Police on Nov. 29 handcuffed fast-food cooks and cashiers, Uber drivers and home health aides and airport workers who blocked streets outside McDonald’s restaurants from New York to Chicago.
The demonstrators had launched a nationwide wave of strikes and civil disobedience by working Americans in the Fight for $15.
In Detroit, dozens of fast-food and home care workers wearing shirts that read, “My Future is My Freedom” linked arms in front of a McDonald’s and sat down in the street. As the workers were led to a police bus, hundreds of supporters chanted, “No Justice, No Peace.”
In New York City’s Financial District, dozens of fast-food workers placed a banner reading “We Won’t Back Down” on the street in front of a McDonald’s on Broadway and a sat down in a circle, blocking traffic, until they were hauled away by police officers.
In Chicago, scores of workers sat in the street next to a McDonald’s as supporters unfurled a giant banner from a grocery store next door that read: “We Demand $15 and Union Rights, Stop Deportations, Stop Killing Black People.” Fast-food, home care and higher education workers were arrested, along with Cook County Commissioner Jesus “Chuy” Garcia.
The strikes rolled westward, as workers walked off their jobs in 340 cities. They were demanding decent wages and union rights. Among them were baggage handlers, cabin cleaners and skycaps on picket lines at Boston Logan International Airport and Chicago O’Hare International Airport to protest.
“We won’t back down until we win an economy that works for all Americans, not just the wealthy few at the top,” said Naquasia LeGrand, a McDonald’s worker from Albemarle, North Carolina. “Working moms like me are struggling all across the country and until politicians and corporations hear our voices, our Fight for $15 is going to keep on getting bigger, bolder and ever more relentless.”
The wave of strikes, civil disobedience, and protests follows an election defined by workers’ frustration with an economy and business practices that have meant only stagnant wages.
“To too many of us who work hard, but can’t support our families. America doesn’t feel fair anymore,” said Oliwia Pac, who was on strike from her job as a wheelchair attendant at O’Hare. “If we really want to make America great again, our airports are a good place to start. These jobs used to be good ones that supported a family, but now they’re closer to what you’d find at McDonald’s.”
U.S. Rep Jan Schakowsky, D-Chicago, joined striking workers on the picket line and Cook County Commissioner Jesus Garcia got arrested supporting strikers.
In New York City, Councilmembers Brad Lander, Mark Levine and Antonio Reynoso got arrested alongside workers outside a McDonald’s in Lower Manhattan.
Some voices from the Fight for $15:
Dayla Mikell, a child care worker in St. Petersburg, Florida: “Risking arrest today isn’t the easy path, but it’s the right one. My job is all about caring for the next generation, but I’m not paid enough to be able to afford my own apartment or car. Families like mine and millions others across the country demand $15, union rights and a fair economy that lifts up all of us, no matter our race, our ethnicity or our gender. And when it’s your future on the line, you do whatever it takes to make sure you are heard far and wide.”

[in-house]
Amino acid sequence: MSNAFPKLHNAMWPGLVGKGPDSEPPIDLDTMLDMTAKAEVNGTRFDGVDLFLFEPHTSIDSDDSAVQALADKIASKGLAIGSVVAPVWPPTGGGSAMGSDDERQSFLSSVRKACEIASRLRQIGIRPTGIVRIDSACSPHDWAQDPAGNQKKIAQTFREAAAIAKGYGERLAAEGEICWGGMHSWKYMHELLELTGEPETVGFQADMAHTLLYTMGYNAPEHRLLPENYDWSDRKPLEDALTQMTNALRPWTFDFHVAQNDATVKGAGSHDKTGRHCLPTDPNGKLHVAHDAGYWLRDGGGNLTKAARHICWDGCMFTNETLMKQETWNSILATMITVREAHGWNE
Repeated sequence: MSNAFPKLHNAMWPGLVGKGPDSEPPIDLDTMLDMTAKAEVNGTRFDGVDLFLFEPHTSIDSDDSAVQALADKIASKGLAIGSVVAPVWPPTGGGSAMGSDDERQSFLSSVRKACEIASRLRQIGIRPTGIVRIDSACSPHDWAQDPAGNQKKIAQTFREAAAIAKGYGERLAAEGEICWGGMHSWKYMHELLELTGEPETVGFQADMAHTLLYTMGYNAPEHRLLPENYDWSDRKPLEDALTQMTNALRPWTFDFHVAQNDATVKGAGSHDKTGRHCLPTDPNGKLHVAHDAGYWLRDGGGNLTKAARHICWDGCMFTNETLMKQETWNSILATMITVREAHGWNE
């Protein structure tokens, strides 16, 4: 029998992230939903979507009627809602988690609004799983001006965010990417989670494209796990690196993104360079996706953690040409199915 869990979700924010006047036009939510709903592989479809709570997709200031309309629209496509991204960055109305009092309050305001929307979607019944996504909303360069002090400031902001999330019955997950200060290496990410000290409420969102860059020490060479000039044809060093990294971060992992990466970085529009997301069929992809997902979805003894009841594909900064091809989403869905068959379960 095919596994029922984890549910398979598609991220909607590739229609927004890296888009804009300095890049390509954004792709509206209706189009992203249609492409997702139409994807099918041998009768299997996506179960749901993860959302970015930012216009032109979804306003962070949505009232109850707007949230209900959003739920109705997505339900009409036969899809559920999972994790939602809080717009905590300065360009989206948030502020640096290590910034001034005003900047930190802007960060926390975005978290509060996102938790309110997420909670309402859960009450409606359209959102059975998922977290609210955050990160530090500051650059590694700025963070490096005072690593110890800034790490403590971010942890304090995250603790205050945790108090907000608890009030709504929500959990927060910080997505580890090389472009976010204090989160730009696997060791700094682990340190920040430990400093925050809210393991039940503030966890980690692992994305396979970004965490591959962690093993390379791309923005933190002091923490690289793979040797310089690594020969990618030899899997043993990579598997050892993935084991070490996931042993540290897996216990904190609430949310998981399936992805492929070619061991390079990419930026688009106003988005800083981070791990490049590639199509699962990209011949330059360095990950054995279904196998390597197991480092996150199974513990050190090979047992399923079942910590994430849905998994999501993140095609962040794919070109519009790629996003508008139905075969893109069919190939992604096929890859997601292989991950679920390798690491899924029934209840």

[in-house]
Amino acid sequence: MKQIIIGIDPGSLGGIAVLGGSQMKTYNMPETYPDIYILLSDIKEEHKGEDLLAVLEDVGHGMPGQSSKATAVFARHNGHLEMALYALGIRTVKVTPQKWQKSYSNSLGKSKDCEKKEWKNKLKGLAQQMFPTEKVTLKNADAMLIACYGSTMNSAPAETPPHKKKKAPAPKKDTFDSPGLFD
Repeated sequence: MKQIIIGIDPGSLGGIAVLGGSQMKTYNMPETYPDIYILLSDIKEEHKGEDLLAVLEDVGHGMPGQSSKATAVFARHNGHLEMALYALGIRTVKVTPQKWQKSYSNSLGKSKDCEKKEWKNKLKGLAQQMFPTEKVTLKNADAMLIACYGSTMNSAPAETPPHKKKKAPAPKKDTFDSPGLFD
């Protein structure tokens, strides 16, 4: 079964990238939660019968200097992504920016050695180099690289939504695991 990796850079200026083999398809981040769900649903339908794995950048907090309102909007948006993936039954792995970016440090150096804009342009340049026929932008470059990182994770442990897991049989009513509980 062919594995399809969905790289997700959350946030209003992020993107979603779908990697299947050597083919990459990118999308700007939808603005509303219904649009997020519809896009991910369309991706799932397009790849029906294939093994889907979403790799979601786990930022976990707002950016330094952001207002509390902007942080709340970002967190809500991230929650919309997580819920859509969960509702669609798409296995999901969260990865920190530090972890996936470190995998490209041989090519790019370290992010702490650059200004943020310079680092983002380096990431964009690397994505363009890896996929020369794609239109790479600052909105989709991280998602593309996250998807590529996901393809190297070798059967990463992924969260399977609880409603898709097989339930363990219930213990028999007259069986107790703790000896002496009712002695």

Sepia Coleman, a home care worker from Memphis, Tennessee: “For me, the choice is clear. I am risking arrest because our cause is about more than economic justice—it is about basic survival. Like millions of Americans, I am barely surviving on $8.25/hour. Civil disobedience is a bold and risky next step, but our voices must be heard: we demand $15, a union and justice for all Americans.”
Scott Barish, a teaching assistant and researcher at Duke University in Durham, North Carolina: “I do research and teach classes that bring my university critical funding, but the administration doesn’t respect me as a worker and my pay hasn’t kept up with the rising cost of living. I could barely afford to repair my car this year. And I’m risking arrest today because millions of American workers are struggling to support their families and the need for change is more urgent than ever. We are ramping up our calls for $15 and union rights, healthcare for all workers, and an end to racist policies that divide us further.”
Justin Berisie, an Uber driver in Denver: “Everyone says the gig economy is the future of work, but if we want to make that future a bright one, we need to join together like fast-food workers have in the Fight for $15 and demand an economy that works for all. Across the country, drivers are uniting and speaking out to fight for wages and working conditions that will allow us to support our families and help get America’s economy moving.”
U.S. Rep. Keith Ellison, D-Minnesota: “When I talk to people on the picket lines in Minnesota and around the country, they tell me they’re striking for a better life for their kids and their families. They tell me they’re working harder than ever, and still struggling to make ends meet. In the wealthiest country in the world, nobody working full time should be living in poverty. But the power of protest and working people’s voices can make all the difference. Politics might be the art of the possible, but organizing is the art of making more possible. Workers around the country are fighting to make better working conditions and better wages possible. And I stand with them.”